Netflix’s The Sea Beast sets sail on the streaming platform today, so we had a look at what critics are saying about the high-seas monster flick from Chris Williams (director, Big Hero 6; co-director, Moana).
The Sea Beast kicks off as young Maisie stows away on the ship of legendary sea monster hunter Jacob Holland. The two end up sharing an epic journey into uncharted waters, changing both minds and the course of a kingdom’s history with what they discover.
The film is sitting pretty at 93% on Rotten Tomatoes’ Tomatoemeter and a 75 score on Metacritic. That being said, there are relatively few reviews cached so far for a film with a profile as large as that of The Sea Beast. Expect those scores to change as the film goes wide today and more writers chime in.
Critics have, by and large, praised the film’s stunning worlds, expert camera work, and frenetic sea-set action sequences, although many have also expressed disappointment in the character and monster animation, not ideal for a film titled The Sea Beast. Those who saw the film in a cinema have celebrated the experience, one that far too few will be offered as Netflix only hosted a handful of theatrical screenings in major U.S. markets.
Our own Cole Delaney was one of the lucky few to catch the film’s big screen premiere at Annecy and got to speak with Williams for our podcast, available here:
Here’s a small reflection of what the critics are saying about The Sea Beast so far.
David Ehrlich at Indiewire applauded the film’s bird’s-eye view shots (as well as underwater cinematography) over similar shots from seafaring live-action films:
Williams choreographs intricate sea battles that balance cartoonish kineticism with semi-realistic physics, honoring the history of naval combat while elevating it to thrilling new heights (the aerial views and underwater wide shots are more striking than anything in The Pirates of the Caribbean). He and co-writer Nell Benjamin introduce the crew of the Inevitable — most notably a one-legged officer voiced by Secrets & Lies star Marianne Jean-Baptiste — with a degree of detail that makes the ship feel like a family. And while everything about the lead characters is too bland and plasticky to stand up against such a vividly realized world, secondary figures like Captain Crow are designed with clever flourishes and brought to life with unexpected moral ambiguity.
After praising the the film as “a spectacular high-seas adventure of the kind most directors know better than to attempt,” Variety’s Peter Debruge highlighted how animation allowed Williams to ignore several live-action conventions:
Williams had a distinct advantage: He’s an animator. The accomplished cartoon helmer, who cut his teeth on Bolt and Big Hero 6, first took to the open waters with Moana — a dry run of sorts for some of the thrilling ideas he hoped to implement here. “Never work with kids or animals,” experienced film crews caution. “Stay on dry land, if at all possible.” When live-action filmmakers disobey those rules, the job winds up being far more difficult than they bargained for. (Waterworld, anyone?) But if making an animated movie, why not embrace those obstacles?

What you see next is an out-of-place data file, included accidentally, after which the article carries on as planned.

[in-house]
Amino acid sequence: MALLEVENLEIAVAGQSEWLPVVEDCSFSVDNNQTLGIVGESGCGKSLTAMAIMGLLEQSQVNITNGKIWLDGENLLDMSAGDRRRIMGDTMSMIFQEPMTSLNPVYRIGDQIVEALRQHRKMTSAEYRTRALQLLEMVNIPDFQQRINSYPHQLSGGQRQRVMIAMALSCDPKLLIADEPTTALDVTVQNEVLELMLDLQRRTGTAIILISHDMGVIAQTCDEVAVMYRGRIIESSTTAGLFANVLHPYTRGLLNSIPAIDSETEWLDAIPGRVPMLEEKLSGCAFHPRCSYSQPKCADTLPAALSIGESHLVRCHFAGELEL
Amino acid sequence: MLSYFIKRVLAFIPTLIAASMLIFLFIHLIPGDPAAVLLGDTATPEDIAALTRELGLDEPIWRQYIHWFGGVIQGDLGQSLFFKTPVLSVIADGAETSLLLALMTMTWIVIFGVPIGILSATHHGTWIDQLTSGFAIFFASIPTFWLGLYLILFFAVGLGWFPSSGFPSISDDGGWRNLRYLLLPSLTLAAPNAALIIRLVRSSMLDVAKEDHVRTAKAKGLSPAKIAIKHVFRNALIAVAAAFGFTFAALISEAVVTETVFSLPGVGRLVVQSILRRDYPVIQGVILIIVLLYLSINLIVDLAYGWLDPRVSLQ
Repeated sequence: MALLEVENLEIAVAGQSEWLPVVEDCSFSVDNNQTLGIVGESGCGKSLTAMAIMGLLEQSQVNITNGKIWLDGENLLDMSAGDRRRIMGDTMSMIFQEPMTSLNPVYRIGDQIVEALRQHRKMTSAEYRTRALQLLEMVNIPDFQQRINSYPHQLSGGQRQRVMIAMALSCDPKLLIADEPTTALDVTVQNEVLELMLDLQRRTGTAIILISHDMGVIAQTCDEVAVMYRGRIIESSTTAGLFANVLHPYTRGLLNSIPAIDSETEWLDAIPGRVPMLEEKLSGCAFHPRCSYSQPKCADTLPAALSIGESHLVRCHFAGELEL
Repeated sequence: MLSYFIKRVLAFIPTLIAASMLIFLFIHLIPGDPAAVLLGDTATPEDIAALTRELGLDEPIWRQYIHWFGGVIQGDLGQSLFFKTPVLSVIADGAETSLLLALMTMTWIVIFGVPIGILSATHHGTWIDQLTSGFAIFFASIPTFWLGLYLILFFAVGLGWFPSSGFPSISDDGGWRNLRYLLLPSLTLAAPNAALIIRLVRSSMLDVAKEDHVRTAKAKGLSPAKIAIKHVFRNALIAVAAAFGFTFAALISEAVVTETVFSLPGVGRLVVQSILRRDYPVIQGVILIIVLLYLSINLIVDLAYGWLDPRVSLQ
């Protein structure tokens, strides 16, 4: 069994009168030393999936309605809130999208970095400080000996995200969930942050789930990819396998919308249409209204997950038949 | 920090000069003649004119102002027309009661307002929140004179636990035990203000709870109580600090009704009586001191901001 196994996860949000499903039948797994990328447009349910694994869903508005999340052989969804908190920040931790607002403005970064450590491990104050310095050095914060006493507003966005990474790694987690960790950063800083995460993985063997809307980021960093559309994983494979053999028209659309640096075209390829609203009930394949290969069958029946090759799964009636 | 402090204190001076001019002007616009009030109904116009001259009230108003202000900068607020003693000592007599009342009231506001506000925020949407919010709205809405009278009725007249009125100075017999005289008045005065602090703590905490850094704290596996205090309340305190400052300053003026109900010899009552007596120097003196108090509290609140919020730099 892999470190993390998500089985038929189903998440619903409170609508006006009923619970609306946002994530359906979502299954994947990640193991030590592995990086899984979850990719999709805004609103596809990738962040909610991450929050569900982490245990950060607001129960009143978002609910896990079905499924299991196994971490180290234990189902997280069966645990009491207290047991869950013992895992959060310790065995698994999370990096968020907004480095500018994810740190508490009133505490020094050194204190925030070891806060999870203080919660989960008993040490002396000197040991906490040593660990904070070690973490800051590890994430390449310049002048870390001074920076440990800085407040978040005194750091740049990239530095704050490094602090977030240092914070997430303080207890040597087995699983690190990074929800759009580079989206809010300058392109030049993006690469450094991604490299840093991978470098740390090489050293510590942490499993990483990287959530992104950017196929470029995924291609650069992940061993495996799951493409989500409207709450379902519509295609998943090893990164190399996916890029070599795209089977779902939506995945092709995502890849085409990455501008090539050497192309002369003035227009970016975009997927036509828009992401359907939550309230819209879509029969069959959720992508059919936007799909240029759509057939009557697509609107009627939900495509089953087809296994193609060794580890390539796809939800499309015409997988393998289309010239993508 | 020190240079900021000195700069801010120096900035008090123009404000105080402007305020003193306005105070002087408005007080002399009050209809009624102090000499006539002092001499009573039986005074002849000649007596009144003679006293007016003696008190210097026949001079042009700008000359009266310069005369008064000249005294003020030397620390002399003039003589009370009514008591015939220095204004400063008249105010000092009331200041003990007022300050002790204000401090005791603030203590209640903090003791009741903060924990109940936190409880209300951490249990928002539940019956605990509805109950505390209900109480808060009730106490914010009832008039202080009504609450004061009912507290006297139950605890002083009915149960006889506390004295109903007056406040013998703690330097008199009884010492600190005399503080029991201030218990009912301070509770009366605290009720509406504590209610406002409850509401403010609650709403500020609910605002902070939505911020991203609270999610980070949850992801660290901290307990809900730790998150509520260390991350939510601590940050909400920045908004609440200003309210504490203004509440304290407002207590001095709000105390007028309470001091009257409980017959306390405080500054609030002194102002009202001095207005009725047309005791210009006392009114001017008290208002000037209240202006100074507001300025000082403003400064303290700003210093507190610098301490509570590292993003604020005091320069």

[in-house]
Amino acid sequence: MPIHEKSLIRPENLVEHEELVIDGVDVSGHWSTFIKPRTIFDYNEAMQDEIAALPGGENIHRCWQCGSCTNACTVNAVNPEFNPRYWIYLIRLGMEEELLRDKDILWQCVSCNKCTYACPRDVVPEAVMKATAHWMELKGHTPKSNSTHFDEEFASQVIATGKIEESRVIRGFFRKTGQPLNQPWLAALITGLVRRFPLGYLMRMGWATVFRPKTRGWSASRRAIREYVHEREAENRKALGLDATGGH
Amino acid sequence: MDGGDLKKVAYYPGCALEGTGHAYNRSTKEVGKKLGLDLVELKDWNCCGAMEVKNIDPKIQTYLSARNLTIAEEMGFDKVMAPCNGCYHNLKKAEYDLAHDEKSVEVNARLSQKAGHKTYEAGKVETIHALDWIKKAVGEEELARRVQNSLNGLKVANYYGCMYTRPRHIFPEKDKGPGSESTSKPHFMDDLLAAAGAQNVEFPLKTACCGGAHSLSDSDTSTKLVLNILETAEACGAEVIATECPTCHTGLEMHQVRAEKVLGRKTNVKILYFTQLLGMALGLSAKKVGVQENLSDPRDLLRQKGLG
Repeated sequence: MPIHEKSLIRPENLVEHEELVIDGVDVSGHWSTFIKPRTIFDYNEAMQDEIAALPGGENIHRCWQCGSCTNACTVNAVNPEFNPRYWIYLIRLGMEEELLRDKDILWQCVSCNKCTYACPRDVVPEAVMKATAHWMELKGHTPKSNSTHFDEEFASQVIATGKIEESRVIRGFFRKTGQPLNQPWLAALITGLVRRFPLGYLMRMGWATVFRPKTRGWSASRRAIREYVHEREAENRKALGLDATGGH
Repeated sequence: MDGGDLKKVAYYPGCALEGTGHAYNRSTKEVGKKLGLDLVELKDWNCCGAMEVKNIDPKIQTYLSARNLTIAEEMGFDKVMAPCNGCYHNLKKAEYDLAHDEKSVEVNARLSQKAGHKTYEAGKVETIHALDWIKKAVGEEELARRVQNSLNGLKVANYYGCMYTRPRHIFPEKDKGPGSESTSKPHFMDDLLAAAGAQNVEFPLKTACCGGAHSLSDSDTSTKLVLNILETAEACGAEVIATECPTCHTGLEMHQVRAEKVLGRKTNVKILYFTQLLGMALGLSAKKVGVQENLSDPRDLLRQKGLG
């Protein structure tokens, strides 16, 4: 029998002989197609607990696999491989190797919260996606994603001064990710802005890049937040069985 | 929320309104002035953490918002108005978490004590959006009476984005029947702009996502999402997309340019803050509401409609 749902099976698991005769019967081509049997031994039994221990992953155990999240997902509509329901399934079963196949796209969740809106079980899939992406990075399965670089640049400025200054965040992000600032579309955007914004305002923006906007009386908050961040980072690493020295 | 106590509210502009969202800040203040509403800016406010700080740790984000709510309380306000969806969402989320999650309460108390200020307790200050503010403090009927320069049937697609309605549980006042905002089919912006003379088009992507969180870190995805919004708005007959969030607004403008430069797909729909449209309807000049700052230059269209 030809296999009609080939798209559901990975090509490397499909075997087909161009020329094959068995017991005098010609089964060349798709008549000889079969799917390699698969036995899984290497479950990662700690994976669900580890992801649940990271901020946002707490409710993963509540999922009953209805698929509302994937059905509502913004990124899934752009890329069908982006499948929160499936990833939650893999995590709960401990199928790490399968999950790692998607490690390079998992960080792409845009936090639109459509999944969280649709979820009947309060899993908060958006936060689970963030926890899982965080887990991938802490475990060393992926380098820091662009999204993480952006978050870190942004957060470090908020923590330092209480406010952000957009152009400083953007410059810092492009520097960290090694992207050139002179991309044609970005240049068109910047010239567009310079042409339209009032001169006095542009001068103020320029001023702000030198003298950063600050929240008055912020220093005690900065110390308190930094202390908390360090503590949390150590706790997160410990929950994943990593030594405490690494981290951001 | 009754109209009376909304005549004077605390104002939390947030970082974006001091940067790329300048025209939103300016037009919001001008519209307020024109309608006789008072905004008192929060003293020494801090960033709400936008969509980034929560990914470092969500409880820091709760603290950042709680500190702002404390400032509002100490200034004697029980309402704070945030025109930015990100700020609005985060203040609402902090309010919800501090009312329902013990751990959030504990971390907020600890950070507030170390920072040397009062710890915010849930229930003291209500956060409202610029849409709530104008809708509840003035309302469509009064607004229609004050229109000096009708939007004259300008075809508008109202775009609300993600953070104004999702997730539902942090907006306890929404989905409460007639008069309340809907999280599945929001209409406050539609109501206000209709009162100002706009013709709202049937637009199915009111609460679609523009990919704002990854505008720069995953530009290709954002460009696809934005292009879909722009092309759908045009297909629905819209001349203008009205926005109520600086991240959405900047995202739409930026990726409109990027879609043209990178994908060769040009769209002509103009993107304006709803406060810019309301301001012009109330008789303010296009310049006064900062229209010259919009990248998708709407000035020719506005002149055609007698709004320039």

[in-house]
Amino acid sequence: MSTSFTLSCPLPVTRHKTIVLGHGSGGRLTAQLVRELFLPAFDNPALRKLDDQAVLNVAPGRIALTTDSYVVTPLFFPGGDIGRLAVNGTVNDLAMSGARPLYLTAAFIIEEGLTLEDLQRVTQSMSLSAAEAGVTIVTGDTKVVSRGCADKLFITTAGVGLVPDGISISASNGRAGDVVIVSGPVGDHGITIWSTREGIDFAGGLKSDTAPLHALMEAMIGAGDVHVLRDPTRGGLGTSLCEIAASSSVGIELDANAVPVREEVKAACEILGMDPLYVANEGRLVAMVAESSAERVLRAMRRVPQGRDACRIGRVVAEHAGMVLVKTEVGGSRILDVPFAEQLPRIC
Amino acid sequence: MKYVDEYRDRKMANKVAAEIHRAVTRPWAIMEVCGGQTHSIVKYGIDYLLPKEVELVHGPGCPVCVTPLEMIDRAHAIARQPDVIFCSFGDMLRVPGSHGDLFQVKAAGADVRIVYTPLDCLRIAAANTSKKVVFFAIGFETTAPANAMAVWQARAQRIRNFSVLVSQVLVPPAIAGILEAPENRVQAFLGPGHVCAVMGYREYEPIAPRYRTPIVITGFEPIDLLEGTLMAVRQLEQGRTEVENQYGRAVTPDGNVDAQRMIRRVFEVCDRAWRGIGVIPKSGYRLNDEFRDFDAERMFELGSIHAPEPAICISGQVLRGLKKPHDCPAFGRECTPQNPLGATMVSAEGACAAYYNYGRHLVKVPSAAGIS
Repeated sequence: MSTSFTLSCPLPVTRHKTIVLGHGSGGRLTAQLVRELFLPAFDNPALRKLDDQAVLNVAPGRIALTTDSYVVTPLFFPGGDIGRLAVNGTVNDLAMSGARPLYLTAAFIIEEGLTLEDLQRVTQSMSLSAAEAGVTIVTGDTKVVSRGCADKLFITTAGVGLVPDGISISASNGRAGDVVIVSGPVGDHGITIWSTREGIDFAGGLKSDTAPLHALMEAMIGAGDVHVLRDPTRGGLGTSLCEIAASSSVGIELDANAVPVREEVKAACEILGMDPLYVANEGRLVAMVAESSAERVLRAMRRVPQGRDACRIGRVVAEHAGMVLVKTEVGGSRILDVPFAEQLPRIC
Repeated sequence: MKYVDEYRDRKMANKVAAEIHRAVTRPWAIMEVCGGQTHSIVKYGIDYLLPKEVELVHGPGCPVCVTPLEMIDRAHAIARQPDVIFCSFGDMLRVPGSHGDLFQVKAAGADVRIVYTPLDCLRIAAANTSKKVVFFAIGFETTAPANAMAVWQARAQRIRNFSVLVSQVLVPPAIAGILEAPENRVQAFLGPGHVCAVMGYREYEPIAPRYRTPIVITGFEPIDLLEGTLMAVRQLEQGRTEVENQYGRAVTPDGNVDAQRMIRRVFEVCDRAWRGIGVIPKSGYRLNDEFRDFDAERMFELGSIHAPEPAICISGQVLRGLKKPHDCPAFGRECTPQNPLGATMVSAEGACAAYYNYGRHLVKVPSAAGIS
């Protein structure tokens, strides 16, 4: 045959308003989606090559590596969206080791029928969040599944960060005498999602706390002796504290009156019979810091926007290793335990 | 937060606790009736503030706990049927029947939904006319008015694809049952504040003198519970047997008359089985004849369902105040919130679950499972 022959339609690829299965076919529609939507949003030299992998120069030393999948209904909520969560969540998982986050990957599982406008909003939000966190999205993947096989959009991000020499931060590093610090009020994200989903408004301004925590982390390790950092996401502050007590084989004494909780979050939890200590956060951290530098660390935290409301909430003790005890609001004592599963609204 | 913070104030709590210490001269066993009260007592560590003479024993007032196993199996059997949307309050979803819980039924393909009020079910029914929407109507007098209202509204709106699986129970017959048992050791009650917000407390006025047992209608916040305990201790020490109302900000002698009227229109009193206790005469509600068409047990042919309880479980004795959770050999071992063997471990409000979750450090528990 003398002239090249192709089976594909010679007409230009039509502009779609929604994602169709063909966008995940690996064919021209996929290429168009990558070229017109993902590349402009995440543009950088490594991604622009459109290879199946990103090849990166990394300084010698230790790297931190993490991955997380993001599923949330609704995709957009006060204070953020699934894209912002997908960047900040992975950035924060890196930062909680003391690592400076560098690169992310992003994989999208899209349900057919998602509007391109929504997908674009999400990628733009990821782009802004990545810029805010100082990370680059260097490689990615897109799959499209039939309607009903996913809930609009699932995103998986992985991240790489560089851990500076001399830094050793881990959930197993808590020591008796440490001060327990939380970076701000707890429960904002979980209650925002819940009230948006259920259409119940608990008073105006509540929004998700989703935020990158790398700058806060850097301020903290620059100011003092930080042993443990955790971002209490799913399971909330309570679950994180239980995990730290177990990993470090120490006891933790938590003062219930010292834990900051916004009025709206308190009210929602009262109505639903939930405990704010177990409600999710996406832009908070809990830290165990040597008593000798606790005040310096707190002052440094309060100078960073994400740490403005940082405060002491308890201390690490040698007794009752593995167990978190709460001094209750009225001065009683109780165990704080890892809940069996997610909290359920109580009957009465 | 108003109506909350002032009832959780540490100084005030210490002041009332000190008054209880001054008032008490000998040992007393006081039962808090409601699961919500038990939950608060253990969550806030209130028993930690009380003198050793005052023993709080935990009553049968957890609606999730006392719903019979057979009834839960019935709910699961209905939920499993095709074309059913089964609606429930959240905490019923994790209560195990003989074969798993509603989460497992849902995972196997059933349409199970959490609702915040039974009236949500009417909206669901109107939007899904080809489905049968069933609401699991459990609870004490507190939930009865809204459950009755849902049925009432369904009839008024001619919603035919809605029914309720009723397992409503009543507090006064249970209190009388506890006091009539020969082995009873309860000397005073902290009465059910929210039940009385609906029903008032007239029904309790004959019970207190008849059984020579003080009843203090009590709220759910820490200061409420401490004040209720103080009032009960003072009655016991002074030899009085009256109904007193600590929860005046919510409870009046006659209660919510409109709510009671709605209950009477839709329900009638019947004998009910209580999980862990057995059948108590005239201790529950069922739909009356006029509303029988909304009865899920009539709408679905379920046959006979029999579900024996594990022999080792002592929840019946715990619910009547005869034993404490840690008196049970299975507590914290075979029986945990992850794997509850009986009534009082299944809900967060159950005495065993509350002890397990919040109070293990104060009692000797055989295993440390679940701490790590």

Rafael Motamayor at Slashfilm expressed an enthusiasm for the film’s action-packed set pieces that extended to more mundane scenes as well:
The film looks gorgeous on the big screen, with a focus on realistic backgrounds and textures that makes the naval scenes feel immersive, and a sense of scale and stakes that bring to mind Peter Weir’s masterpiece Master and Commander: The Far Side of the World, not just during action scenes, but also in the downtime scenes where it’s just the crew working on the huge ship, setting the sails and tightening an incredible amount of ropes.
Quick to applaud William’s lush world and well-shot action scenes, Lindsey Bahr at Associated Press did point out an incongruity in the aesthetic of the sea beasts in The Sea Beast:
The monsters themselves, though the size of Godzilla and packing Godzilla’s destructive power, are exaggeratedly cartoonish (comparisons to How to Train Your Dragon are inevitable). This might seem like a silly thing to say considering it is a cartoon, but it’s an interesting choice when everything else is so painstakingly rendered with realistic, tactile details. It’s not a criticism, exactly. But it does ensure that the monsters won’t immediately be the stuff of nightmares for the youngest viewers, which seems to be a fair trade off.
Leigh Monson’s review for the AV Club best sums up the critical consensus of the reviews published so far:
[T]he film is a gorgeous feat of animation, particularly in scenes of swashbuckling action. The choppy waves of the sea are gorgeously rendered, as Williams’ camera swings around with graceful urgency during nautical battles. The sheer physical inventiveness of the action set pieces delivers the kind of absorbing spectacle that causes one to inch toward the edge of their seat. In short, when The Sea Beast is in full-on action mode, it’s a blast…
“The Sea Beast” is Netflix original production with animation services provided by Sony Pictures Imageworks. The film is produced by Jed Schlanger and Chris Williams. Williams directs from a screenplay he co-wrote with Nell Benjamin. Voice casting includes Karl Urban, Zaris-Angel Hator, Jared Harris, Marianne Jean-Baptiste, Dan Stevens, Kathy Burke, Doon Mackichan, and Jim Carter.